Increasing Testosterone Naturally: My Test Results

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by Nils Osmar. January 2, 2022

I was thinking more this morning about the progress I made in pushing back against sarcopenia in 2020 and 2021. (See this post for information about how I approached it and my results so far.)

Raising Testosterone

The reason I was able to reverse the sarcopenia was in part because I had started taking supplements to boost my testosterone levels. My testosterone had been sinking for a while, enough so that I was thinking taking injections. But I wanted to see first if I could increase my body’s own production of the hormone.

Low Testosterone is Unhealthy

According to a Cleveland Clinic article, symptoms of low testosterone include:

  • Low sex drive.
  • Erectile dysfunction.
  • Decreased sense of well-being.
  • Depressed mood.
  • Difficulties with concentration and memory.
  • Fatigue.
  • Moodiness and irritability.
  • Loss of muscular strength.

T-Boosting Supplements

In my case, I was also visibly losing muscle mass. So I added T boosters such as boron, L. Reuteri 6475, and tongkat ali and some other supplements. See complete list here.

My Results

It worked. My T levels did start going up. This surprised my doctor, who had insisted that “supplements don’t work.” In January, 2020, after a few months of taking supplements, it had risen to 579 ng/dL

When I saw that my T levels were rising, it occurred to me that I might be able to add some muscle. I was told that this was unlikely at my age: “Adding muscle is a young man’s game”. But I thought it would be fun to try.

Then I Added Resistance Training

So I bought some gym equipment and started working out. I also started taking some hGH boosters such as arginine (with lysine), creatine (with HMB) and beta alanine. This was in August of 2020. After four months of working out, I was tested again and found my levels had gone up again. InJanuary of 2021, they had reached 826 ng/dL.

I was happy about this, but my doctor was actually a little concerned. Testosterone can also go up due to some medical conditions that need treatment, so my doctor ran some tests, but didn’t find anything bad going on; no health problems; the increase really was being caused by the supplements.

Eight Months Later…

So I kept taking them (and kept working out). My last test, in September 2021, showed a continued increase:

All in All…

… I added a lot of muscle between August 2020 (when I started exercising) and the fall of 2021. If my scale is right, I added 25 pounds of muscle total while losing 15 pounds of fat.

Since then, while my muscles have kept growing, the gains have not been as fast as in those first twelve or thirteen months.

I’d been told this might happen; that the most progress is always in the first few months when we’re trying to add muscle; but I think it may also be because I’ve shifted a bit away from activating anabolic pathways. I had been taking hGH boosters five or six days a week; I cut back to taking them only three.

Growth vs. Longevity

The reason that I cut back a bit on the hGH boosters was that they’re anabolic. That’s great in one sense; we need to go anabolic to build muscle. I’m sure my. higher hGH was a part of the reason I my muscles were growing so fat.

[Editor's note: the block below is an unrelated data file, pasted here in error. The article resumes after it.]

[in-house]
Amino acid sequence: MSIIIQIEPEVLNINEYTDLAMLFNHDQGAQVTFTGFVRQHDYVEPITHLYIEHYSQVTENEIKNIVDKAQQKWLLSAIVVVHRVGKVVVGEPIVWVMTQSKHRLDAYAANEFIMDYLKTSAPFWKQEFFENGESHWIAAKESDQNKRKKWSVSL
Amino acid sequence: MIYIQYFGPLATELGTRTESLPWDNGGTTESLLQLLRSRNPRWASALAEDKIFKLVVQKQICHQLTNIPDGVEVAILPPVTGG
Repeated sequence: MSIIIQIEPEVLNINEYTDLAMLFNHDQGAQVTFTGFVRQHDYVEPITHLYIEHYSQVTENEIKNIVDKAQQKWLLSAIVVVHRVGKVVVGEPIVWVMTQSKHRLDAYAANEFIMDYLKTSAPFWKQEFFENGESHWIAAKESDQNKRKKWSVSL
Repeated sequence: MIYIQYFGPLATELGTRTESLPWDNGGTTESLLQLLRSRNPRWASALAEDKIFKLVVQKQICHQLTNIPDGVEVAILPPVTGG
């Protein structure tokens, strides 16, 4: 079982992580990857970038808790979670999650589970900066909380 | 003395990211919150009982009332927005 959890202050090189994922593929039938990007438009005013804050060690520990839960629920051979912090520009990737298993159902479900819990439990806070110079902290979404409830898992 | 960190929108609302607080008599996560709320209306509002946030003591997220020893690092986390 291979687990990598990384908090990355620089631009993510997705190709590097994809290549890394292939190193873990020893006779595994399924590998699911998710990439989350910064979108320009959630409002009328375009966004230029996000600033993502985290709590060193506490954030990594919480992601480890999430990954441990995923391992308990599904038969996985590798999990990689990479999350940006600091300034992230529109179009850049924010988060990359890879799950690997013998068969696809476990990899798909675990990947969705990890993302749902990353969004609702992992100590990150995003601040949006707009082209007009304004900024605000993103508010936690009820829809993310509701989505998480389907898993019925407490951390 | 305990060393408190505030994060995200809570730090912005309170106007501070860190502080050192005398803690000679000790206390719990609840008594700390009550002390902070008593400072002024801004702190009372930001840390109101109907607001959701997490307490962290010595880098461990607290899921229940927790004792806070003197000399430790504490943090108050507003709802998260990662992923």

hGH is a growth hormone, but is not identical to IGF-1, which is considered pro-aging. IGF-1 is associated with higher insulin; hGH, with lower insulin. IGF-1 increases when we eat a lot of leucine; hGH increases when we do a lot of fasting. hGH injections were the primary component of the first TRIIM trial, which showed that it’s possible to reverse epigenetic aging and revive an involuted thymus gland by raising hGH).

I wasn’t doing injections; I was raising hGH (like I was raising testosterone) by taking supplements; but since hGH is associated with growth and anabolism, I didn’t want to go endlessly in that direction.

If my only goal was to keep building muscle, I wouldn’t worry about going too far in an anabolic direction. But I actually have three goals:

  1. Adding muscle (I was sliding into sarcopenia before I started working out; my muscles were getting small, weak and flabby; so it was key to reverse that)
  2. Maintaining a strong immune system (we need some anabolism and some mTOR activation or our immune systems shut down)
  3. Slowing aging and living longer

Points 1 and 2 involve activating anabolic (growth) pathways, associated with eating more leucine and a higher protein diet. Point 3 involves activating catabolic (longevity) pathways, associated with eating lower protein and doing more fasting.

I’m still taking hGH boosting supplements and testosterone boosters. But I’ve cut the hGH boosters back to three times a week. I take them only on my workout days. I’m drifting in the same direction with my testosterone boosters.

I work out fasted on my exercise days, then have a high protein meal and take my hGH boosters. I eat lower protein on the other four days each week.

It’s a little tricky sometimes finding the right balance, but I think the general approach of eating more protein (and taking more anabolic supplements to boost hGH) on workout days (right after the workout) and eating less protein the rest of the time is a good one, even if it means slower progress in terms of building muscle. I’ve still made a lot of progress, even if it’s slowed a little bit.

What I’m Doing These Days

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